Racism in Bristol- how far have we come?12 November 2013
50 years after the Bristol bus boycott, the End Racism this Generation campaign landed in Bristol. Hosting a pop up shop centred in the city centre’s Galleries the campaign turned an empty space into a hub of debate, discussion film and performance.
The week’s activities spread across the city from cafes to bookshops, hosting discussions on the collision of racism and sexism, community conversations about progress, and starting up BME businesses.
Throughout the week, people who live and work in Bristol explored the pop up shop, with some pledging to take action against racism in their own circles. Even Stephen Williams, MP for Bristol West, stopped by to make a pledge.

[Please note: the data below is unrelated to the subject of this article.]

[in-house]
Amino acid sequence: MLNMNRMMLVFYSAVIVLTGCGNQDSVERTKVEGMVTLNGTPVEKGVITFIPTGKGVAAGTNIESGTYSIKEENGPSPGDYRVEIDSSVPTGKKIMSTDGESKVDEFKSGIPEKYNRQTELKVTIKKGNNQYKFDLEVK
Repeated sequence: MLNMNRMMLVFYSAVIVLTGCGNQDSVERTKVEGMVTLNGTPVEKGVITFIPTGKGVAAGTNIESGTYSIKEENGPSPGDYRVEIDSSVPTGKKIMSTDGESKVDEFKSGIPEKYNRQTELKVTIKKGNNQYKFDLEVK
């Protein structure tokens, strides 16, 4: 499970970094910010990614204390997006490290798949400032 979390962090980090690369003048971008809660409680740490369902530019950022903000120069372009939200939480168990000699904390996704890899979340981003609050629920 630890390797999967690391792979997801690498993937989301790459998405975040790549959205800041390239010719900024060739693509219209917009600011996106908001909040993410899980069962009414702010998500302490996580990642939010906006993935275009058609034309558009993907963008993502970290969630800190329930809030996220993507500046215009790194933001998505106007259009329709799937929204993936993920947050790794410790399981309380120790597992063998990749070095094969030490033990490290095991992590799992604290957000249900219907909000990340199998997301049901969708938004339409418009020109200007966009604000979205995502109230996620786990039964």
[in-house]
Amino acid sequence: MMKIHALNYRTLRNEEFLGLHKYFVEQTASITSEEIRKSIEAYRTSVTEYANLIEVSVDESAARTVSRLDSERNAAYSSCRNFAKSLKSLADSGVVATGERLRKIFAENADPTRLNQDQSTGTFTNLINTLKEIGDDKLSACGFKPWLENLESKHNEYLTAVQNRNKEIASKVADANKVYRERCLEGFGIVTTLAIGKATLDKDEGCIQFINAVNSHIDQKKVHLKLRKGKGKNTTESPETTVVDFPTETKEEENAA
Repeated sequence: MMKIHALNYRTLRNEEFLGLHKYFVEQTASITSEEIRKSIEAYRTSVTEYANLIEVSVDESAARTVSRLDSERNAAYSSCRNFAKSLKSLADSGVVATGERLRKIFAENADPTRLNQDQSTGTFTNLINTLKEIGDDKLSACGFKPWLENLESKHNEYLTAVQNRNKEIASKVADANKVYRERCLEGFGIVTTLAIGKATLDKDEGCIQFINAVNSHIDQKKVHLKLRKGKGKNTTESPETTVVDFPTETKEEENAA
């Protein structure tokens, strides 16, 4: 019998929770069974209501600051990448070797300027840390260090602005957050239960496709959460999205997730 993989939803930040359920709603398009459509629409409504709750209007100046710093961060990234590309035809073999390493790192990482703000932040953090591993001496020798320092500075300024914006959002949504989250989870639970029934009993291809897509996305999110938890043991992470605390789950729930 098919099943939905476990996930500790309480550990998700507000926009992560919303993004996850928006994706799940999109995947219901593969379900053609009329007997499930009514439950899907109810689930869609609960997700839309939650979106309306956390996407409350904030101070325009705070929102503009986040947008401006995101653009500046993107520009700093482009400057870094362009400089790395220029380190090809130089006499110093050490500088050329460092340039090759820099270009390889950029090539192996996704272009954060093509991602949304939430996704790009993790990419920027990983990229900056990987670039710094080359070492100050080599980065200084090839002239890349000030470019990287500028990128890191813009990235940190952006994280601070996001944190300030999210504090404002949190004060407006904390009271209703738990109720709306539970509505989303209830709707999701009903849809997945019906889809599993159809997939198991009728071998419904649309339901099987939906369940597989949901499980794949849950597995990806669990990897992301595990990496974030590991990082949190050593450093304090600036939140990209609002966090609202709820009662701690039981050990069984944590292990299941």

Visitors who weren’t pledging took time to read and contribute to the campaign’s Racism Is… board, defining the
problem and questioning how long it would take for society to collectively end it.
However, the message wasn’t always well received. The End Racism this Generation Campaign team were threatened by far right activists towards the end of their time in the Bristol pop up shop. But this was countered by the Bristol division of the English Disco Lovers, who assisted the End Racism this Generation campaign in holding an impromptu flash mob in Bristol city centre.
Despite some turbulence, it was a good week for the campaign, with a large number of pledges made. The next locations on the pop up shop road show are Nottingham and Coventry, with an aim to provoke discussion and debate whilst inspiring local residents to end racism this generation. How have things changed for minority ethnic groups since the Bristol bus boycott? Let us know your thoughts below.